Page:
(comma separated addresses on the same line will also work).


              If alias refers to a local, existing, account, this account will
              never get  any  mail.  Any  mail  with  the  account  listed  as
              recipient  will be redirected to all the addresses specified for
              that alias. To have a copy of the mail delivered to the account,
              define  it  as  one  of  the  addresses in the alias itself. For

              larry: larry, moe, curly, shemp

              Larry will still receive his mail, but copies will will also  be
              sent  to Moe, Curly, and Shemp. If Larry wasn’t specified in the
              alias, he would never get any mail, it will all be forwarded  to
              Moe, Curly, and Shemp.


       Alias definitions may refer to other alias definitions, and makealiases
       automatically incorporates addresses from other aliases.  If  the  same
       address  is  listed  in  multiple  aliases, and two or more of them are
       specified as recipients of the same  message,  only  one  copy  of  the
       message will be delivered to the address.


       The  following  special  syntax  implements a virtual domain. A virtual
       domain redirects all mail for an entire domain to one user:

       @domain: user

       This special entry  results  in  any  recipient  address  of  the  form
       foo@domain  to be rewritten as user-foo@me, where me is the hostname of
       the machine, which we expect to be a local domain.

       The following examples use the alias entry  "  john",  and
       ""    is    in    the    control/me    file.    The   address
       ""  becomes   "",   and
       "" becomes "

       The  intended  behavior  is  to use an actual account named john.  As a
       result of the virtual domain address rewriting,  delivery  instructions
       for   can   now   be   specified   by   john’s
       $HOME/.courier-postmaster file, and delivery  instructions  for  sales-  may be specified by $HOME/.courier-sales-info. john’s
       $HOME/.courier-default may be used to specify delivery instructions for
       any  other  address  in  the domain, which does not have an
       explicit .courier file.

       If the alias entry was " john-example", the  corresponding
       files   in  john’s  $HOME  directory  are  .courier-example-postmaster,
       .courier-example-sales-info,  and  .courier-example-default.  See  dot-
       courier(5) for more information on .courier files.


              Virtual  domain  rewriting  is  NOT  recursive,  unlike  regular
              aliases. For example:


              You should explicitly expand the alias out:

              tom: larry-john


       The following notation associates an address directly with  a  mailbox,
       or with a program:

       info: /var/shared/info

       Messages  addressed  to  "info"  will  be  delivered  to the mailbox or
       maildir /var/shared/info.  A full pathname must be specified.

       info: | /usr/local/shared/info

       Mail addressed to "info" will be delivered to  the  indicated  program.
       The program receives each message on standard input.

       Program/mailbox  delivery  notation is primarily used to support legacy
       sendmail aliases entries.  This is considered to be a  legacy  feature,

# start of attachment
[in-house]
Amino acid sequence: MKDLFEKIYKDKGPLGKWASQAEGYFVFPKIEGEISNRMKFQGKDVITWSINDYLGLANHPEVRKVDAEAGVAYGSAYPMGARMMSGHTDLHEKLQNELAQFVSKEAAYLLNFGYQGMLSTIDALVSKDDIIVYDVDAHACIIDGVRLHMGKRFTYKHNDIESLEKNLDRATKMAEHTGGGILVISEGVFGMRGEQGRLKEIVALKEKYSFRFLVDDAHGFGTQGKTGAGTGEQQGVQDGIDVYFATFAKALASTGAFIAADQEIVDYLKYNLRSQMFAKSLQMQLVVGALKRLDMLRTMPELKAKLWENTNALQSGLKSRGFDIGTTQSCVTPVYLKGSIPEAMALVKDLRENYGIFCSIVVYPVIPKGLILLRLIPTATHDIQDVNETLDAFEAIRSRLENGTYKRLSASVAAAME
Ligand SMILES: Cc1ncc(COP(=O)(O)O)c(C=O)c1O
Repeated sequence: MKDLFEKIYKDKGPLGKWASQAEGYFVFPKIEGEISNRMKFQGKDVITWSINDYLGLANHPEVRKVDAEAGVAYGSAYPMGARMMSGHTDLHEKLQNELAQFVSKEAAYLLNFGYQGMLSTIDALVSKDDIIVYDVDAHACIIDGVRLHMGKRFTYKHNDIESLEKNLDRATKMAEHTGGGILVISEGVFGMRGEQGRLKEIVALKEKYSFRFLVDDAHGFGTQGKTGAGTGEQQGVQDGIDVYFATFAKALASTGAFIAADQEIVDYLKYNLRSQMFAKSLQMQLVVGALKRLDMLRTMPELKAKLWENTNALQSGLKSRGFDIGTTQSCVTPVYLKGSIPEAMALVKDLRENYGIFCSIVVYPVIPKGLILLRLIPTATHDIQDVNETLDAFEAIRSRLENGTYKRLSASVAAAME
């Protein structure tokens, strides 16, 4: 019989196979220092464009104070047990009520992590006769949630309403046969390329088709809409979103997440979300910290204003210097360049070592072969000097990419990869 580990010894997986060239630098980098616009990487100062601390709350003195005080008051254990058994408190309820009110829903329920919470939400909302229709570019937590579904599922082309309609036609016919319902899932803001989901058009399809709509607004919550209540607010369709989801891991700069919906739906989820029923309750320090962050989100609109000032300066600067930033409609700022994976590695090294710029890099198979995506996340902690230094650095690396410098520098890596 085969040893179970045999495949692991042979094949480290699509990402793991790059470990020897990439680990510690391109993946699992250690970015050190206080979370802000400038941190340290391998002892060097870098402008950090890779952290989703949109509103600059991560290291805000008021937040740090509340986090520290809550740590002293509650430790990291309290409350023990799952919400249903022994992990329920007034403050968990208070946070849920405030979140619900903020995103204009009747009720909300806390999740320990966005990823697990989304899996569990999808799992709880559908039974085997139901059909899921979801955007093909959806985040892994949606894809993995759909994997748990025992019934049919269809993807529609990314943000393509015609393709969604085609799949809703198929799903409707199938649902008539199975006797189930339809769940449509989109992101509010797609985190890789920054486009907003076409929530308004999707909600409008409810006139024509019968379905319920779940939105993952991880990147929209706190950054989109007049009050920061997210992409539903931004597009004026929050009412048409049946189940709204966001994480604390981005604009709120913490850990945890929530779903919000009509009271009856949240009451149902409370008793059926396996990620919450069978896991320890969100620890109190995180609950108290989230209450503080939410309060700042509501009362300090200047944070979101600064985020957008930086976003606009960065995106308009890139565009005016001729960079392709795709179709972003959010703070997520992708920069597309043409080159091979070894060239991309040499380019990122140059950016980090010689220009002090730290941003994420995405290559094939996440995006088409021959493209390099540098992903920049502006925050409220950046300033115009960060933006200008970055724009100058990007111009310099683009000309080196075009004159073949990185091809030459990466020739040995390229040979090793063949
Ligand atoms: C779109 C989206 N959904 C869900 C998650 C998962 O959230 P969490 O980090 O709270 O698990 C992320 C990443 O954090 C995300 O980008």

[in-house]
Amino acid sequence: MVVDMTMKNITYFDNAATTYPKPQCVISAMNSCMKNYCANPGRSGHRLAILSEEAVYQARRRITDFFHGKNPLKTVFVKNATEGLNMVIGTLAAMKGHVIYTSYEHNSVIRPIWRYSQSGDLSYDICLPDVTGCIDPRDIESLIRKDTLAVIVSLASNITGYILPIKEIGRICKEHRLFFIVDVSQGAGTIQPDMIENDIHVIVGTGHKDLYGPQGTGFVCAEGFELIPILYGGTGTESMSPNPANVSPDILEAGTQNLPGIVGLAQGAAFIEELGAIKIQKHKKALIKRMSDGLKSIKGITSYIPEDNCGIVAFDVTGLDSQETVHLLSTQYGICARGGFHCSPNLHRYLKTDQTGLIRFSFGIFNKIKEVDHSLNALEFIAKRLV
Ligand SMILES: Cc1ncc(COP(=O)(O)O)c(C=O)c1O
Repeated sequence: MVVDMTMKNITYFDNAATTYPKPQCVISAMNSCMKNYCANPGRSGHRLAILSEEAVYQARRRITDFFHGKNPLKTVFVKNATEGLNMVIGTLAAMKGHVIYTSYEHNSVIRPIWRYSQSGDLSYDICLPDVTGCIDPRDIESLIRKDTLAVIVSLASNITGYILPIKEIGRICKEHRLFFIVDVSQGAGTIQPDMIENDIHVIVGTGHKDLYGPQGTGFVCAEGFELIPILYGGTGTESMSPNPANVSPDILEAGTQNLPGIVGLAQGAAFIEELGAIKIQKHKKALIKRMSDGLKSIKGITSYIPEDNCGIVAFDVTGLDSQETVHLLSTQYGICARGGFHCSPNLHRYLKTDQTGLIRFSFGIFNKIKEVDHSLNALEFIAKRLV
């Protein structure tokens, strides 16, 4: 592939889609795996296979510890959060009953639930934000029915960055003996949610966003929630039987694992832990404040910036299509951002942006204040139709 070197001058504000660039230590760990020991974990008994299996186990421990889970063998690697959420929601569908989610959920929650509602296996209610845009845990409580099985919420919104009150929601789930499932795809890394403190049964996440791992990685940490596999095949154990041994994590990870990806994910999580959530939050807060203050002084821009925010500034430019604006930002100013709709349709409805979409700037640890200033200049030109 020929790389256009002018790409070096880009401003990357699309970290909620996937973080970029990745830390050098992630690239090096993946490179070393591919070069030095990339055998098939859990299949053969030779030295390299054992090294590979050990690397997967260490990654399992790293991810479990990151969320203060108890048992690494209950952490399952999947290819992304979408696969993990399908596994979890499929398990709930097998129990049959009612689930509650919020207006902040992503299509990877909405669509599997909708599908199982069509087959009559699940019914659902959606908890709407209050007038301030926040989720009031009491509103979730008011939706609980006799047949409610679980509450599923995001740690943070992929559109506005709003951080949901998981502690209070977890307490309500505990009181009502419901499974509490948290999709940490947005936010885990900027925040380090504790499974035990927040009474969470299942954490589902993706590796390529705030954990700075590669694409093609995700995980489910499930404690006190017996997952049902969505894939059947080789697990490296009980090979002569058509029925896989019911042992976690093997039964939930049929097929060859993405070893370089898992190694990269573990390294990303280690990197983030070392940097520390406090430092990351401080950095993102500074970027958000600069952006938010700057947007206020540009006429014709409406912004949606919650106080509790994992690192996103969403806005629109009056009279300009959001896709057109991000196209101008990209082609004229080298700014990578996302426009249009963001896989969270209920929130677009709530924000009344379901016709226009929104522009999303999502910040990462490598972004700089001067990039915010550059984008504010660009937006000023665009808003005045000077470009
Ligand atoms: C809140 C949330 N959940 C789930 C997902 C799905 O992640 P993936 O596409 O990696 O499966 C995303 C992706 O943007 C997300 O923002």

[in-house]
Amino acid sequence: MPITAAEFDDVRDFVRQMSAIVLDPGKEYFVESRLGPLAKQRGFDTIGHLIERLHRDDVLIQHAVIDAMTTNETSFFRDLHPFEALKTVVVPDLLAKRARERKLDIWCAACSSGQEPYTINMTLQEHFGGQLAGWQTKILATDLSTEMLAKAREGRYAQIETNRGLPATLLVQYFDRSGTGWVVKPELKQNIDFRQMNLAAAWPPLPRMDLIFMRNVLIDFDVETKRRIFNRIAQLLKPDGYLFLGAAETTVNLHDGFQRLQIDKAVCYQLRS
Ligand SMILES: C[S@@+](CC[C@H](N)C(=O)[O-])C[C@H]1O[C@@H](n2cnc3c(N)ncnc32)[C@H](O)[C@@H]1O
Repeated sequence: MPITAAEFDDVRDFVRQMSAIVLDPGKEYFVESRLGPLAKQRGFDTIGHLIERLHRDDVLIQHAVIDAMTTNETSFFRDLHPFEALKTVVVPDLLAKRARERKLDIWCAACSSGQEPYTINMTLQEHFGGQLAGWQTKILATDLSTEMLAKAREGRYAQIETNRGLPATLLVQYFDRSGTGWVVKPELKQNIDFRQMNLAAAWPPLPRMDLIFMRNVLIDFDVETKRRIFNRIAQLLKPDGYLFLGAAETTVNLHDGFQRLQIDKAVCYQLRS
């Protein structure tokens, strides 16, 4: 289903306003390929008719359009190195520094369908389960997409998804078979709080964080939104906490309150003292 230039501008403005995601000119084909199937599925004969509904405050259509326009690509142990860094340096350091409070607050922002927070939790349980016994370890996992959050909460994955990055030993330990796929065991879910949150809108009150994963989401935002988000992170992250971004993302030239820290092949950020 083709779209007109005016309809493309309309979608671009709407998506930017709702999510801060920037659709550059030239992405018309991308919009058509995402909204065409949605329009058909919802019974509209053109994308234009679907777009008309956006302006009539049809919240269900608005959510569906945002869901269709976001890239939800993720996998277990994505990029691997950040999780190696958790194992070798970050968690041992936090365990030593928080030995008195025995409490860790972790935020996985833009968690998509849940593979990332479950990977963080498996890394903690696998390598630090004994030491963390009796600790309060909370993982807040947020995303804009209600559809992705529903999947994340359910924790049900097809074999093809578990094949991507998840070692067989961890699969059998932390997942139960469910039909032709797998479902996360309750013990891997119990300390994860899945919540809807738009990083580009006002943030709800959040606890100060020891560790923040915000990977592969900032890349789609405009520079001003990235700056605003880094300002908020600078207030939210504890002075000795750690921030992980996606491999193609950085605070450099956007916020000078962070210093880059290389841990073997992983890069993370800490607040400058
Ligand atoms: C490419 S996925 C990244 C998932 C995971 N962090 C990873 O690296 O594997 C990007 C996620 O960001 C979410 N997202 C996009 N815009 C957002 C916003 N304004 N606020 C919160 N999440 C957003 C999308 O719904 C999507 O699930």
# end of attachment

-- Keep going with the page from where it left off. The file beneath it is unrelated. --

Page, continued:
and  new  installations  should  create  a dot-courier(5) file with the
       necessary delivery instructions.  In  fact,  aliases  for  programs  or
       mailboxes  is  not directly supported by Courier’s aliasing mechanisms.
       It’s implemented by having the makealiases script automatically  create
       a .courier file, and point the alias address to it.

       See dot-courier(5) for more information.

              Note:  Unlike sendmail, Courier delivers as user "daemon" (group
              daemon) when delivering to programs or mailboxes.


       The following notation allows mail addressed to a certain domain to  be
       forwarded via uucp:

       @domain: uucp!bang!path!

       The  trailing ! tells Courier not to append a dash, so user@domain gets
       rewritten as uucp!bang!path!user, and not uucp!bang!path-user, which is
       probably not what you want.


       An  alias  with  only  one  address  does  not  affect  delivery status
       notification attributes of an E-mail message.

       An alias with multiple addresses is  treated  like  a  private  mailing
       list,  as  defined  by  RFC 1894.  If the message requests a successful
       delivery notification, Courier generates a delivery status notification
       for  the  successful  delivery  to  the aliased address, and each alias
       recipient address will have DSNs set to NEVER.


       This has nothing to do with Courier’s support for a  Qmail-style  alias

       owner-foo feature of sendmail’s aliasing is not supported.

       Courier  normally  tries  to  eliminate  duplicate  addresses listed as
       recipients for the same message. Some mail servers are not  capable  of
       delivering  messages  with  multiple  recipients,  and  will transmit a
       separate copy of the same message addressed to each recipient.  Courier
       can’t  do anything in this case. Each copy of the same original text is
       considered an individual, separate, message.

       Duplicate elimination can fail in certain rare circumstances, involving
       exotic features of RFC 2822 concerning case sensitivity.

       "  jack,  jill" is allowed, but strongly discouraged under
       the penalty of law.

       Because multiple-recipient aliases are  treated  like  private  mailing
       lists,  failure  DSNs  are  turned  off, and a bad recipient address is
       hardly noticed by anyone.

       The makealiases command may execute while Courier is running,  and  any
       changes   take  effect  immediately.  However,  only  one  instance  of
       makealiases is permitted to run at the same time.